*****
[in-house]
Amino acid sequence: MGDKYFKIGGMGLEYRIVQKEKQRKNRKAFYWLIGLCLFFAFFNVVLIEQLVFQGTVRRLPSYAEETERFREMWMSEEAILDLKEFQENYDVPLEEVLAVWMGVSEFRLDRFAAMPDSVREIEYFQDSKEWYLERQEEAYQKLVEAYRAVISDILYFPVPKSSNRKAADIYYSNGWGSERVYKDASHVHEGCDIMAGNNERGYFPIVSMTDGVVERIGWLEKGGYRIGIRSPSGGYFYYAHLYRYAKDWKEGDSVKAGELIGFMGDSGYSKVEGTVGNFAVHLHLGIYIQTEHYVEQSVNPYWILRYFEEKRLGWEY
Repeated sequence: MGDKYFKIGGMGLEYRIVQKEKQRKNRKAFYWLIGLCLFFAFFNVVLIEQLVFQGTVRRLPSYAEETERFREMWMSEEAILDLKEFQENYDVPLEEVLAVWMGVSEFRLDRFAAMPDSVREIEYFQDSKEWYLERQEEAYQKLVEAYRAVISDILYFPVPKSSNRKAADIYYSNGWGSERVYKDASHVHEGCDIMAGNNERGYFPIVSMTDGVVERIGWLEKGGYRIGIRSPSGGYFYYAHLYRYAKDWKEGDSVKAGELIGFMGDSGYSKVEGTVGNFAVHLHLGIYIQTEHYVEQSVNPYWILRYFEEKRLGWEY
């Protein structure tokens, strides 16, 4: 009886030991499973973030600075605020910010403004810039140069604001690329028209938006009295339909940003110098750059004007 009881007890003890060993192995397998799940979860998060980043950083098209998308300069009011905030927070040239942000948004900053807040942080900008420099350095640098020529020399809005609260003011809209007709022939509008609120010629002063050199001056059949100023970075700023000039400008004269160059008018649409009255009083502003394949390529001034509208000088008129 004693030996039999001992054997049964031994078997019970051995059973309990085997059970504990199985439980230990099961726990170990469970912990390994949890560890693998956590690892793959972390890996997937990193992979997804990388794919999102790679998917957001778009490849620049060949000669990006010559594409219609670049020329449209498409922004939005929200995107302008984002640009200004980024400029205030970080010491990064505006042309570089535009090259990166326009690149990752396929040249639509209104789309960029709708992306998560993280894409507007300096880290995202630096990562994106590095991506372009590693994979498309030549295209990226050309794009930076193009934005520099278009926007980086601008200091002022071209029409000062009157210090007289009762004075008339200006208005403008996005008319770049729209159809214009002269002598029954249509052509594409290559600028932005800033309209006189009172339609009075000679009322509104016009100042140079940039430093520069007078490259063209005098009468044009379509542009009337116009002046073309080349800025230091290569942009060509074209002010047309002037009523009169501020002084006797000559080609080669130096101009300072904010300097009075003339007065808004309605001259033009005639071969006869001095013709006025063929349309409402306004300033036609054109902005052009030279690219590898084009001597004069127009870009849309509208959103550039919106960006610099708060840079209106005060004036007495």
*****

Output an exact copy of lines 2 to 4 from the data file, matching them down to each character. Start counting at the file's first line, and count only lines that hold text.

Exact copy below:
Amino acid sequence: MGDKYFKIGGMGLEYRIVQKEKQRKNRKAFYWLIGLCLFFAFFNVVLIEQLVFQGTVRRLPSYAEETERFREMWMSEEAILDLKEFQENYDVPLEEVLAVWMGVSEFRLDRFAAMPDSVREIEYFQDSKEWYLERQEEAYQKLVEAYRAVISDILYFPVPKSSNRKAADIYYSNGWGSERVYKDASHVHEGCDIMAGNNERGYFPIVSMTDGVVERIGWLEKGGYRIGIRSPSGGYFYYAHLYRYAKDWKEGDSVKAGELIGFMGDSGYSKVEGTVGNFAVHLHLGIYIQTEHYVEQSVNPYWILRYFEEKRLGWEY
Repeated sequence: MGDKYFKIGGMGLEYRIVQKEKQRKNRKAFYWLIGLCLFFAFFNVVLIEQLVFQGTVRRLPSYAEETERFREMWMSEEAILDLKEFQENYDVPLEEVLAVWMGVSEFRLDRFAAMPDSVREIEYFQDSKEWYLERQEEAYQKLVEAYRAVISDILYFPVPKSSNRKAADIYYSNGWGSERVYKDASHVHEGCDIMAGNNERGYFPIVSMTDGVVERIGWLEKGGYRIGIRSPSGGYFYYAHLYRYAKDWKEGDSVKAGELIGFMGDSGYSKVEGTVGNFAVHLHLGIYIQTEHYVEQSVNPYWILRYFEEKRLGWEY
């Protein structure tokens, strides 16, 4: 009886030991499973973030600075605020910010403004810039140069604001690329028209938006009295339909940003110098750059004007 009881007890003890060993192995397998799940979860998060980043950083098209998308300069009011905030927070040239942000948004900053807040942080900008420099350095640098020529020399809005609260003011809209007709022939509008609120010629002063050199001056059949100023970075700023000039400008004269160059008018649409009255009083502003394949390529001034509208000088008129 004693030996039999001992054997049964031994078997019970051995059973309990085997059970504990199985439980230990099961726990170990469970912990390994949890560890693998956590690892793959972390890996997937990193992979997804990388794919999102790679998917957001778009490849620049060949000669990006010559594409219609670049020329449209498409922004939005929200995107302008984002640009200004980024400029205030970080010491990064505006042309570089535009090259990166326009690149990752396929040249639509209104789309960029709708992306998560993280894409507007300096880290995202630096990562994106590095991506372009590693994979498309030549295209990226050309794009930076193009934005520099278009926007980086601008200091002022071209029409000062009157210090007289009762004075008339200006208005403008996005008319770049729209159809214009002269002598029954249509052509594409290559600028932005800033309209006189009172339609009075000679009322509104016009100042140079940039430093520069007078490259063209005098009468044009379509542009009337116009002046073309080349800025230091290569942009060509074209002010047309002037009523009169501020002084006797000559080609080669130096101009300072904010300097009075003339007065808004309605001259033009005639071969006869001095013709006025063929349309409402306004300033036609054109902005052009030279690219590898084009001597004069127009870009849309509208959103550039919106960006610099708060840079209106005060004036007495």